You, too, can earn millions if you’re a teacher. That’s the message from Mark Steed, director of Dubai-based Jumeirah English Speaking School (JESS), the Independent reports.
The secret is to use technology to beam lessons to pupils in the developing world, Steed told delegates at the Headmasters’ and Headmistresses’ Conference (HMC), the annual get-together of affiliated headteachers.
Steed described how some teachers earned millions offering ‘global internet-based seminars’. He cited a Korean provider of ‘cramming’ who made $8m (£6m) in one year.
Cramming isn’t education. But when there’s money to be made such niceties can be ignored. BBC Four’s Why Poverty? investigated the cramming business in China in 2012. It interviewed Wang Zehsiang, a private college tutor specialising in cramming pupils for university entrance. His business was so profitable he had pop star status. I remember watching the programme (no longer available). Zehsiang was asked if he was profiting from failure. ‘Failure is good,’ he said. Failure meant he could keep selling the promise of a university education to struggling students.
Steed wasn’t suggesting HMC-affiliated schools set up crammers for impoverished Chinese pupils. His vision was for ‘top teachers and top institutions to share their lessons with people around the world’.
For top teachers and top institutions read HMC-affiliated schools (at least while Steed was speaking to the HMC Conference – the top institutions might change identity if Steed were addressing a different group).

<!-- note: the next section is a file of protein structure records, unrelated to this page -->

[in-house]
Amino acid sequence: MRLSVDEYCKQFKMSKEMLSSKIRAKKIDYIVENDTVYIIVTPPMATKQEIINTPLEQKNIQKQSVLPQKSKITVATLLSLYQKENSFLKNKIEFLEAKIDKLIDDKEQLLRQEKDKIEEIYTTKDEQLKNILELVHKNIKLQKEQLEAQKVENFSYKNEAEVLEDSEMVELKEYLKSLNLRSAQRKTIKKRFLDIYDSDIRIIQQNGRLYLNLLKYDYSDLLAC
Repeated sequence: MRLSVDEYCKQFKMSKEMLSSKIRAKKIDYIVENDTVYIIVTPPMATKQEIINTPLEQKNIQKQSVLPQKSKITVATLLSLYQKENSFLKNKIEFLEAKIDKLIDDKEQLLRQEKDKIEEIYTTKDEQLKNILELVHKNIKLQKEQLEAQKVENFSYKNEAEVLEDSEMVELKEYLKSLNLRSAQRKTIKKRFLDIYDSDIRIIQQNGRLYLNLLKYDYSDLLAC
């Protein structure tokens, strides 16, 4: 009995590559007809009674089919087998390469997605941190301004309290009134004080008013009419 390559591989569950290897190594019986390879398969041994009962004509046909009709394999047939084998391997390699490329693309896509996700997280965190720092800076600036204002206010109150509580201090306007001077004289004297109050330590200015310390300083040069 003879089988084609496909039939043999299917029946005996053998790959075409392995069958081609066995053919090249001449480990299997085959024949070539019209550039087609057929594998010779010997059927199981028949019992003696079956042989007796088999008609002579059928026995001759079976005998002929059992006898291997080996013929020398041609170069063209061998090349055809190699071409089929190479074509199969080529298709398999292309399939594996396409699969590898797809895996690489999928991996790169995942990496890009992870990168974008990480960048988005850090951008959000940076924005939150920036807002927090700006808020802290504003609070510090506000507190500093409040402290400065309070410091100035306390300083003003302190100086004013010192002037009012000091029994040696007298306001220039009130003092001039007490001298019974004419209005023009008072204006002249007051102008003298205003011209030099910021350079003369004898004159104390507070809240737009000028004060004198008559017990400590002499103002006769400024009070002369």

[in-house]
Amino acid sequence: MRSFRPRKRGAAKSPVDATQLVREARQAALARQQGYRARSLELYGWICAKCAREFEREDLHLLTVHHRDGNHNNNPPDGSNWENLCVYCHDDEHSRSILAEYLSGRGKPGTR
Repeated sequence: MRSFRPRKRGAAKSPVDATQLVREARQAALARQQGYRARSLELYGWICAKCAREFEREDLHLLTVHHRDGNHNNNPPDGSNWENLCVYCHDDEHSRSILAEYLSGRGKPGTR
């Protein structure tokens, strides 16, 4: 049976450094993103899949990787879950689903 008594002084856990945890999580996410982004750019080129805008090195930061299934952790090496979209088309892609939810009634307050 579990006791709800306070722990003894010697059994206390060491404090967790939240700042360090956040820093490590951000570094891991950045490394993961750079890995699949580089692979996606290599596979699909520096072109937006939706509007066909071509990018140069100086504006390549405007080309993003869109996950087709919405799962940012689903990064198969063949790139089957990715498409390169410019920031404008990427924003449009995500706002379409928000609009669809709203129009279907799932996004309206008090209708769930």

Leave aside the finding by the OECD confirmed by the last round in 2015* that ‘students in public [state funded] schools score higher than students in private schools, after students’ and schools’ socio-economic profile is taken into account’.
Leave aside also questions about privacy of pupils in the streamed lessons, appropriateness of beaming lessons in UK schools to countries where the context and history is different and the assumption that pupils on the receiving end would be fluent English speakers. Steed is in no doubt that ‘top teachers’ in ‘top institutions’ can make millions out of posting lessons on-line to paying recipients.
The ‘for-profit school sector’ is capable of investing in the required technology, the Independent reports. Now there’s a surprise. But such investment isn’t altruistic – it’s an investment. And if the poorest pupils in the world don’t offer a return, well the children of the aspiring middle classes might.
But would individual UK teachers really become millionaires? It’s hardly likely. Who owns the copyright to lessons – is it the teacher who delivers them or the institution? And if the institution has charitable status could flogging lessons for a profit compromise this status?
Those hoping to make millions from teaching might have to wait some time yet. But there’s no doubt the for-profit sector smells a fortune.
*P39 PISA 2015 Results (Volume II): Policies and Practices for Successful Schools